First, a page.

Iphone, the Jury—The New Jersey courts have put in gear a free mobile app designed to make jury duty more accessible.

NJJuror, which debuted on iTunes Wednesday, is available to jurors with an iPhone or other device running on Apple’s iOS system. It gives courthouse parking and contact information as well as FAQs about jury duty. It even directs users to business review website Yelp for the names of good lunch spots in the area.

The judiciary developed the app “to inform jurors about their role, provide directions as well as up-to-date information about whether they need to report on a particular day, and relay other useful details,” Chief Justice Stuart Rabner said in a press release.

The app is the latest development in the judiciary’s attempt to make courts more accessible. In June, it started sending jurors texts and emails about whether they need to report for service.

No Apple device? No worries. Apps for Windows and Android phones are expected in early 2014.


Plaxico Burress
(Photo: Newscom)

Who Let the Dog Out?—Former Giants and Jets wide receiver Plaxico Burress and his wife, Tiffany Burress, an attorney with Dario, Yacker, Suarez & Albert in Clifton, are being sued by a neighbor who says their family dog attacked her.

Gina Boulougouris Stasinos alleged in her suit, filed on Nov. 6 in Passaic County Superior Court, that the Burresses’ pitbull got loose as she was walking her dog, Diesel, around the corner from the athlete’s home in Totowa.

She claims she was knocked to the ground as the pitbull attacked Diesel and then her, leaving her with scratches and injuries to her head and neck. Her husband, Peter, sued for loss of consortium.

A police report noted bites to Diesel, but not injuries to Stasinos. Her attorney, Barry D. Epstein of Rochelle Park, says she was focused on extricating Diesel and didn’t realize her injuries until the police report was filed. He says his clients want to “get to the bottom of why the dog got out of the Burress home.” Neither Burress nor his wife was home.

AIG will provide the defense for the Burresses, according to northjersey.com. Insurer spokesman Matthew Gallagher did not return an email, and Tiffany Burress referred questions to the police report.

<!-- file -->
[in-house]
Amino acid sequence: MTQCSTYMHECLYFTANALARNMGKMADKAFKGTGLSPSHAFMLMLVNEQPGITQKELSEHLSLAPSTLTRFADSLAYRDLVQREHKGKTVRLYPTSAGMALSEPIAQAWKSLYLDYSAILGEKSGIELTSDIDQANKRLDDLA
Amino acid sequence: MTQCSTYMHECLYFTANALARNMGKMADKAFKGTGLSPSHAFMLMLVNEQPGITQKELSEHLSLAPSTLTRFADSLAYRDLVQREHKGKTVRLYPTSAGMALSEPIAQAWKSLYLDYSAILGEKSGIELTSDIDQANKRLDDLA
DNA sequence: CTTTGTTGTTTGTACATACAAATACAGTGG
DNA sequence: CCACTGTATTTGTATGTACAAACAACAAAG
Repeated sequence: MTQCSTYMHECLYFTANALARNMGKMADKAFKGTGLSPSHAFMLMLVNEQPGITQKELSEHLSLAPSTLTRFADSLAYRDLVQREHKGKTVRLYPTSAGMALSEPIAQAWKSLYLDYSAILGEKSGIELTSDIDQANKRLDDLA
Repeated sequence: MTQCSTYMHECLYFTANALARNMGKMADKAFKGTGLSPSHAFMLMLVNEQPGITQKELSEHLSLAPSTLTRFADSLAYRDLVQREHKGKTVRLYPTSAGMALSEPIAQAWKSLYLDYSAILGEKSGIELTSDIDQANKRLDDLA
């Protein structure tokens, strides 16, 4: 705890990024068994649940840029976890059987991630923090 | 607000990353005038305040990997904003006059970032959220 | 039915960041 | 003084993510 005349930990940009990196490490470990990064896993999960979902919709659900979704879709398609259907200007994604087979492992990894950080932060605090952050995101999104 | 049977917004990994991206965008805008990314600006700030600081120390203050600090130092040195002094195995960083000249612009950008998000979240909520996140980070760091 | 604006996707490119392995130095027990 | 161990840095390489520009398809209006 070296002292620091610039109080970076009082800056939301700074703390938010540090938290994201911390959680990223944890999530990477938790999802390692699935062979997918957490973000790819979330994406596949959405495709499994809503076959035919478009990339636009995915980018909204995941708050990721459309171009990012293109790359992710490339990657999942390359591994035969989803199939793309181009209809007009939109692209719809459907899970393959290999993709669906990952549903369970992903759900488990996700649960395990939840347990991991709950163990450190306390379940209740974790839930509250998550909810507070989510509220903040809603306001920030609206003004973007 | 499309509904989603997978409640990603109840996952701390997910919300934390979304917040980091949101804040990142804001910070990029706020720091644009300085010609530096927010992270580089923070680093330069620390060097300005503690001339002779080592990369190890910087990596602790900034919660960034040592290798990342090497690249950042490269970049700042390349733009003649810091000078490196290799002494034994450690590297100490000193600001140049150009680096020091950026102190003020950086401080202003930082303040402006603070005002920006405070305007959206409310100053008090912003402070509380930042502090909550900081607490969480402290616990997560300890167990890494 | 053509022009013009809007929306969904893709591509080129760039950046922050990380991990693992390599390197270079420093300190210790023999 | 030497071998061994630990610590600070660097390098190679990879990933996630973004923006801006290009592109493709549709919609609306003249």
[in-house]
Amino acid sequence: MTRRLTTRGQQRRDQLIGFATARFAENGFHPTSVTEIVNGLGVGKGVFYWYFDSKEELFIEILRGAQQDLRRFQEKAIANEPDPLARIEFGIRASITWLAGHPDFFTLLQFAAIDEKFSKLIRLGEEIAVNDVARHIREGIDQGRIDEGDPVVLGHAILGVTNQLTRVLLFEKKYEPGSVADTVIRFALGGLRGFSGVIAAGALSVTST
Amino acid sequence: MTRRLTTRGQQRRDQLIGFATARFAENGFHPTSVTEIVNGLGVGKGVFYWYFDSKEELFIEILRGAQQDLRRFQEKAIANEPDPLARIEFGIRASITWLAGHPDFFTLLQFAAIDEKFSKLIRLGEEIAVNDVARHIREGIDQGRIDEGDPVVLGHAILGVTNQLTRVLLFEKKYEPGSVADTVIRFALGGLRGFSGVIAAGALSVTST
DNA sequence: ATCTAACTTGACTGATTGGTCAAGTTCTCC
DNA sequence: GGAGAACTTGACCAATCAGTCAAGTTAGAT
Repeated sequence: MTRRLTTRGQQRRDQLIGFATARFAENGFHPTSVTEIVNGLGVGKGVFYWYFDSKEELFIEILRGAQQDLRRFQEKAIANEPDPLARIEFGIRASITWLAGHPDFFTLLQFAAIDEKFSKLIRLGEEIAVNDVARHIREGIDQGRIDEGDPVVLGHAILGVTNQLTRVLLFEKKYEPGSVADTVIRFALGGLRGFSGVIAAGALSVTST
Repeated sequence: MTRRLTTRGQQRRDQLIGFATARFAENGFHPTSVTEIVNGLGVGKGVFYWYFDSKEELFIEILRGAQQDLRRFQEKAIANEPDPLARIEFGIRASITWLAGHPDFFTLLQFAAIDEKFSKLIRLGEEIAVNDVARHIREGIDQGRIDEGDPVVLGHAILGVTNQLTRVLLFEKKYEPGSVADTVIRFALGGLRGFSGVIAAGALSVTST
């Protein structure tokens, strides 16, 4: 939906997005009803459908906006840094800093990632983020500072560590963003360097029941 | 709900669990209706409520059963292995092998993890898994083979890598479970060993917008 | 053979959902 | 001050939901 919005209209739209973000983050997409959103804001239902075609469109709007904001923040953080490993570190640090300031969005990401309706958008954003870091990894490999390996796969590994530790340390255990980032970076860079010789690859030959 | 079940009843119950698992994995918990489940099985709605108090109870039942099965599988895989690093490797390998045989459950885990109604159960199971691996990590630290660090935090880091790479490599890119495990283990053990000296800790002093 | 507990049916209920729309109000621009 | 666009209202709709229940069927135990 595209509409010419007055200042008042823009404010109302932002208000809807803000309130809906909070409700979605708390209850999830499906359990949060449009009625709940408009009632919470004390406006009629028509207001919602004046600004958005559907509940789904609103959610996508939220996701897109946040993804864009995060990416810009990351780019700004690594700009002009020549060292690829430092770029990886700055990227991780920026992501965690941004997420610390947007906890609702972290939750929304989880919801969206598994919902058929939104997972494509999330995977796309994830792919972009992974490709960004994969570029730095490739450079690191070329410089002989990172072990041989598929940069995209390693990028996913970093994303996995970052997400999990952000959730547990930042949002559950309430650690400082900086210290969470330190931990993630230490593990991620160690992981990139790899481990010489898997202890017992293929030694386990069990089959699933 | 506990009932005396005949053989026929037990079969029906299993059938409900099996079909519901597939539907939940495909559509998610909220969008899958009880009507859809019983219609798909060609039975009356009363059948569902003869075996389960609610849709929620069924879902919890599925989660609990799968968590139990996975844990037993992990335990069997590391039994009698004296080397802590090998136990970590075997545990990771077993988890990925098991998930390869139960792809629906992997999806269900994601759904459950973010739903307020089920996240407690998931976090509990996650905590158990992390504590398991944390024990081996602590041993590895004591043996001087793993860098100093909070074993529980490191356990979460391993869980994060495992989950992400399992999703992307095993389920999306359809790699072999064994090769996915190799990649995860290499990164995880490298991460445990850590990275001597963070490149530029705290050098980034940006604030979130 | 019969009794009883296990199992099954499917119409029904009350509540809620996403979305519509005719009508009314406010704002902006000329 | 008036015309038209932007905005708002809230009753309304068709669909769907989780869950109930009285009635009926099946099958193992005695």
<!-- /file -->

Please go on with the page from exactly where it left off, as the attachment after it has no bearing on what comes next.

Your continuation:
Plaxico, a member of the Giants’ 2007 Super Bowl-winning team, is on the Pittsburgh Steelers’ injured reserve list.


Photo courtesy of Tim Eustace

Skill-duggery—The distinction between games of chance and those of skill is sometimes subtle, but the legal difference is stark. Current statute bans any game that involves the element of chance outside of designated gambling areas, but it doesn’t separate games of skill, which usually have winners picked by a judging panel.

Assemblyman Tim Eustace, D-Bergen, says the statute makes some contest sponsors reluctant to accept entries from New Jersey residents, and he’s sponsoring a bill aimed at clearing that up.

The bill, A-3624, states that a “contest of skill in which a participant pays an entry fee for the opportunity to win a monetary prize…is not considered a game of chance, [and] does not constitute unlawful gambling.”

Eustace hopes his bill will give residents the freedom to take part in nationally recognized contests.

The bill was passed by the Assembly on May 20 in a 78-0 vote. Last Monday, it was approved by the Senate State Government, Wagering, Tourism & Historic Preservation Committee.

Once enacted, it would become effective immediately.

A Fight To Be Heard—Being late does not strip a defendant of the right to speak in court, a New Jersey appeals court held on Friday.

R.W.H. stood trial in 2009 on disorderly persons contempt and harassment charges filed by the mother of his children, T.J., and her husband, Z.B., after she got threatening calls. At the time, the defendant and T.J. had final restraining orders against each other.

At the end of the first day of trial, R.W.H.’s attorney asked Hudson County Superior Court Judge Salvatore Bovino whether he could speak with his client. Bovino told him to do so between then and 9:30 a.m. the next morning, when the case would resume.

The next day, Bovino started court at 9:30 a.m., even though R.W.H. was not there. When he showed up at 9:53 a.m., Bovino noted his lateness. “You were told to be here at 9:30. I don’t want any explanation, have a seat,” said the judge, who had been acquainted with the defendant and knew of his tardiness.

R.W.H. was given no chance to explain himself or admit evidence showing the phone calls were traced to a number belonging to a relative of Z.B. The defendant was convicted and sentenced to 60 days in prison and two years’ probation.

But Appellate Division Judges Susan Reisner and Carmen Alvarez found Bovino’s action “a prejudicial abuse of discretion” and ordered a new trial.

— By Jennifer Genova